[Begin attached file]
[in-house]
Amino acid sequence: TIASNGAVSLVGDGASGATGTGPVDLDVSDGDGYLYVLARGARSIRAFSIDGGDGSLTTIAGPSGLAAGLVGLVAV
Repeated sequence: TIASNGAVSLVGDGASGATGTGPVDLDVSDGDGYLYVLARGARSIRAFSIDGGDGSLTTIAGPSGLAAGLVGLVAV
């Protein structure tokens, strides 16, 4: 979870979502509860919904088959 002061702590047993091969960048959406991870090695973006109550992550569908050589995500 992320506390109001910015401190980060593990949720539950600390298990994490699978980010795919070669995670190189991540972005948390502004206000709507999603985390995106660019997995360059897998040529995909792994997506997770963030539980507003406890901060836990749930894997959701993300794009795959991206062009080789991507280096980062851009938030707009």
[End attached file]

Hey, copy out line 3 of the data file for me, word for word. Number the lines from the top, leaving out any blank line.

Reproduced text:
Repeated sequence: TIASNGAVSLVGDGASGATGTGPVDLDVSDGDGYLYVLARGARSIRAFSIDGGDGSLTTIAGPSGLAAGLVGLVAV